Tag Archives: writer’s life

Reconnecting with Writing

artsy handwritingIf you follow the blog regularly, you know that since RWA last summer, I haven’t done much work on Three Proposals, despite back-to-back Immersions in November and January. I’ve been spending a lot of time at my kids’ school since August as the Parent Service Organization (PSO) Vice President, having run a very successful Read-a-Thon last fall and having helped with a well-attended Daddy-Daughter Dance this past weekend. I’ve told the school that there’s no way I’m going to serve on the board next year. It’s time-consuming and while I love doing stuff for my kids, I do surprisingly little in my childs’ classrooms. Frankly, that’s where I’d rather be.

As a part of future planning with the PSO, I’ve been thinking about the trajectory of my career (or lack thereof). I’m not reading blogs as much as I used to, I’m not digging into aspects of craft, and I’m certainly not putting words on the page. I’ve had requests for fulls from agents and editors who judged the few contests I’ve won. And I have this book, Three Proposals, hanging around my neck like a pigeon (it’s not albatross-worthy, but it’s still annoying and I feel like I keep getting shit on).

My conclusion? It’s time for that to change.

I’ve started prioritizing writing into my life again. Hard to go cold turkey and clear my entire schedule for nothing but writing, but a key thing I’ve done is made a regular meeting time with my CPs and commit to giving them something of mine every week (in addition to reading their stuff) — even if it’s just work on my outline for the new contemporary story I started. It’s making me keep my head in my story (and in theirs).

I also started the James Patterson Master Class (I’ve seen the link on FB quite a bit and I was intrigued). The one thing James mentions in his first lesson is that he woke at 5 a.m. to make time for writing. He had a day job and I don’t, so I’m not waking at 5 a.m. (I’m really not a morning person, anyway). But I have started putting my foot down as to what I will and won’t work on each day.

For example, today was a story day. I did have a few “housekeeping” things to take care of after I got the kiddos off to school, but once that was accomplished, I spent the better part of the morning working on my outline, brainstorming over the phone with one of my CPs, and catching up on a few blogs. The amazing part? It felt so GOOD to get back into writing again.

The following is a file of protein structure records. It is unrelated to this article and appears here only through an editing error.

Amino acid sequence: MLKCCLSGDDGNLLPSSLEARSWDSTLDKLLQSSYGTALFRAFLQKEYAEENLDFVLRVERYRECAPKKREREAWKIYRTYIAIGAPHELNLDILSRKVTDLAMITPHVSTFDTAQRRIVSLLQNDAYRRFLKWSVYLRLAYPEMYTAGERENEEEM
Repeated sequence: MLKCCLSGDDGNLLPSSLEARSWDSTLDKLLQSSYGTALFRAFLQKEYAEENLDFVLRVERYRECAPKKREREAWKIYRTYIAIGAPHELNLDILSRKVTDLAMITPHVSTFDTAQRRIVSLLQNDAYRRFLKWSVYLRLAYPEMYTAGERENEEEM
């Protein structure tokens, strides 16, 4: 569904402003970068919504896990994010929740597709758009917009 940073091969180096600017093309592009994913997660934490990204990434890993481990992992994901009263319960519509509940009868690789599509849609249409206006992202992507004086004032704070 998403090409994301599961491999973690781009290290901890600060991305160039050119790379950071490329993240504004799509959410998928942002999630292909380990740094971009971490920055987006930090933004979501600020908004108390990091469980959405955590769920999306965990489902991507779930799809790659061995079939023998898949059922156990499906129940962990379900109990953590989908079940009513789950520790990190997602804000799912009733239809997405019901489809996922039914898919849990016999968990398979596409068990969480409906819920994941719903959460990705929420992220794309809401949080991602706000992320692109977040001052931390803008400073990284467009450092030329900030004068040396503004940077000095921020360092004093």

My son asked me today why I quit taking tae kwon do lessons. I told him it was because I discovered writing and I liked writing more than I did TKD. What I’ve forgotten over the last 7 months was how MUCH I like writing. Discovering new stories, new characters, and new ways to make their lives difficult (but their stories interesting).

My goals for February are to keep providing feedback for my CPs, finish the course with James Patterson, and have a good, strong outline of my contemporary story completed.

How have you prioritized writing in your life lately?

Visual Imagery with Playlists

justine covington, book playlist, romance writingIn the McDaniel Romance Writing program, we had two assignments to help us visualize our book. One was a collage (hated it; hard to do using modern magazines to represent a story that takes place 200 years ago; I’m so not showing you what I did); the other was a playlist. I didn’t mind the playlist too much, because much of the music I like was actually “modern” for Regency England. Mozart, Beethoven, and Bach were all well-regarded composers at the time and ladies would perform their work at musicales.

It’s been over a year now since I visited my playlist for Three Proposals, but I played it yesterday and was surprised by how well my musical selections still stand up to my story, despite the massive changes I’ve made since then. In truth, about the only thing that’s the same story-wise are the character’s names! Continue reading

Shakin’ Up Your Brain

typewriter keysI assume most of you are like me…you get to a great place in your novel and then WHAM! your brain shuts like a steel door to a vault. You can’t think what your characters should do next. Ya got nuthin’!

This has happened quite a lot recently (I have a lot of other stuff on my brain) so I thought a little structure exercise might be what the doctor ordered to loosen those little synapses up. In class last year, we had to write a story where the first word of each sentence was the next sequential letter in the alphabet. So the first sentence had to start with the letter, “A,” the next with the letter, “B,” etc. In other words, an alphabetical 26-sentence story. Continue reading